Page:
Clearing Up Misinformation On Shale Development
It is no secret that shale development has gained momentum in many communities across Ohio and there are two sides in the debate: those who want our oil and natural gas resources developed in a safe and responsible way; and those who don’t want our oil and natural gas resources developed at all.
Ohio has a rich history in oil and natural gas development. For more than 150 years, our natural gas and crude oil has been used to provide energy resources to homes, schools, churches, farms and businesses across the state.
Those who oppose development have attempted to vilify the industry with misinformation that I’d like to clear up so Ohioans remain confident that the industry will continue to explore and develop Ohio’s shale resources in a safe manner.
First, the assertion “fracking” includes everything involved in oil and gas production, when in fact, hydraulic fracturing is only one small part of the drilling process, and one that the industry has been using safely and reliably for more than 60 years in Ohio to extract energy resources from the ground.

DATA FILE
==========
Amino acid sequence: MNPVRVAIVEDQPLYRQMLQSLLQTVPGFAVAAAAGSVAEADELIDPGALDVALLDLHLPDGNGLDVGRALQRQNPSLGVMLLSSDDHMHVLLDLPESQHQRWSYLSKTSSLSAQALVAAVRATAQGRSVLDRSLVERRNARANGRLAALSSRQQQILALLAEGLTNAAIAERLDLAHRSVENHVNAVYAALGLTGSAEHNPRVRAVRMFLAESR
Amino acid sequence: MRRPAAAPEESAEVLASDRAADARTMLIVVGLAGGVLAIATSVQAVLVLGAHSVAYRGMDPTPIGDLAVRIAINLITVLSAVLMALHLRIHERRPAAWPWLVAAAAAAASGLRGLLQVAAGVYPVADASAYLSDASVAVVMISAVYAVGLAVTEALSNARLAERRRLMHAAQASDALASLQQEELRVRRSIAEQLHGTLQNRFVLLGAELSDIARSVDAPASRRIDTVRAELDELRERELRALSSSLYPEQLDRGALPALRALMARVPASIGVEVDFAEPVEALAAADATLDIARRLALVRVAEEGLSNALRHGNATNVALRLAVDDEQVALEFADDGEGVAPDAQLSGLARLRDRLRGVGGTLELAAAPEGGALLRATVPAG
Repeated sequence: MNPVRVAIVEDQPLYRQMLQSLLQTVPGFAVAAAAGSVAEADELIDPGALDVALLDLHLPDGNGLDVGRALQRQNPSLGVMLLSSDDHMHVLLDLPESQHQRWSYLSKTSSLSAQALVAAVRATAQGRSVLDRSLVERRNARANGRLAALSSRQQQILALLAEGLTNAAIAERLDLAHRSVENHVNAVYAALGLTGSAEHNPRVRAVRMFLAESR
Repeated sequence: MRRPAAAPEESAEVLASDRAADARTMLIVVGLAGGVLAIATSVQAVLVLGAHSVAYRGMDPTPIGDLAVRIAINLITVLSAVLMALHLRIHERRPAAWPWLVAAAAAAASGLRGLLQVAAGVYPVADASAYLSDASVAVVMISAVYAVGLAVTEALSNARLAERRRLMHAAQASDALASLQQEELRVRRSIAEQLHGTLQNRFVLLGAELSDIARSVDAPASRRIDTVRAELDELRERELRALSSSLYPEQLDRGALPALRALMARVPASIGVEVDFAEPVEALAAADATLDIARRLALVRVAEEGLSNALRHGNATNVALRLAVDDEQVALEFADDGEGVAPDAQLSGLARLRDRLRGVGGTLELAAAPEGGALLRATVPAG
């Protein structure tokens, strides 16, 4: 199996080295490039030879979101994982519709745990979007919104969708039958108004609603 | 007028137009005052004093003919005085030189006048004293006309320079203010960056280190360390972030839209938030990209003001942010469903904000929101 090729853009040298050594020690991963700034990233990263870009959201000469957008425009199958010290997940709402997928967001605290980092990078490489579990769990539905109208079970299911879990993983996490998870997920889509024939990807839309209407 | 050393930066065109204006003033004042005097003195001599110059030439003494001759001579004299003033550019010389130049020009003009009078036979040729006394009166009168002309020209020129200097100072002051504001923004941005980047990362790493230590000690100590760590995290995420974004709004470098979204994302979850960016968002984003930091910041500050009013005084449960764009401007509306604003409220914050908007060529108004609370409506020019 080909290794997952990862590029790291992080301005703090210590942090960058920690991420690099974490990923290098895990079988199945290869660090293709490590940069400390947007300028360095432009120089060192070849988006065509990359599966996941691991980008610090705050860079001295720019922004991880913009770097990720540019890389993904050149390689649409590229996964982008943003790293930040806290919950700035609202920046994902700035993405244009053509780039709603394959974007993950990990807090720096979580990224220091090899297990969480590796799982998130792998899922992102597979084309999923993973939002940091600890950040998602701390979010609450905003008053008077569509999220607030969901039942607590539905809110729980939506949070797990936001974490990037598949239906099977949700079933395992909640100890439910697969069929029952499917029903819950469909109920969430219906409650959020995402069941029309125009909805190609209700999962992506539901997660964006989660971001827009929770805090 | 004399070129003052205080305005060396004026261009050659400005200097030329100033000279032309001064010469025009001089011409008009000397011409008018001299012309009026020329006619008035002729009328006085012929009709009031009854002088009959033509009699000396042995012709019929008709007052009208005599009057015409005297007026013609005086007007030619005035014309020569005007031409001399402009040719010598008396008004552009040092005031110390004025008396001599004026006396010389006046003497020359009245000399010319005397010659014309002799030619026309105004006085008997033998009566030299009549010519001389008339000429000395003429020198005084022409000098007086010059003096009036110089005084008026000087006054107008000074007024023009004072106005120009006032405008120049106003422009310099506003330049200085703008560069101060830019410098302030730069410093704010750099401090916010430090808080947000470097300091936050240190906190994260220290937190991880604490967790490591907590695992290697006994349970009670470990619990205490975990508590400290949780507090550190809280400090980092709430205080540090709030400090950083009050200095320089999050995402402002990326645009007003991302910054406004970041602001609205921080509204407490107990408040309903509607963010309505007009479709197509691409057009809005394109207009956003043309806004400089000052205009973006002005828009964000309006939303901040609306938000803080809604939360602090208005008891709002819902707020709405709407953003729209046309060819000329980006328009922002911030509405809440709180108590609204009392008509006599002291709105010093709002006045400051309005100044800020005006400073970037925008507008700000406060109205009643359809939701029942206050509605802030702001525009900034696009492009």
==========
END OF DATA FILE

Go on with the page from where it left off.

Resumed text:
Second, the statement that the oil and natural industry is exempt from oversight, when the industry is one of the most highly regulated industries both by the federal and state government. Ohio recently enacted the most stringent set of drilling regulations in the country in Senate Bill 315. Notably, the nation’s first combined well construction and hydraulic fracturing chemical disclosure requirement.
Third, the contention hydraulic fracturing causes water contamination. The Ohio Department of Natural Resources (ODNR) has stated on numerous occasions “there are no examples in Ohio where hydraulic fracturing has been responsible for groundwater contamination.” It should be noted that U.S. EPA has come to the very same conclusion regarding the process throughout the United States.
Fourth, the claim injection wells are poorly regulated is completely devoid of reality. The fact of the matter is Ohio’s injection well regulations are among the toughest in the country, and go above and beyond even what U.S. EPA requires for a strong regulatory program.
Finally, the proclamation for communities to fight for local control over oil and gas drilling is unnecessary, given the state already has qualified professionals to effectively regulate the industry in order to ensure protection of the health, safety, welfare, and property of Ohioans.
With so much false information readily available, it’s incumbent upon Ohioans to educate themselves on oil and natural gas development, by seeking out information from experts, such as geologists or engineers, who have the credentials and experience to understand the technologies being employed by the industry in order to safely produce Ohio’s natural resources.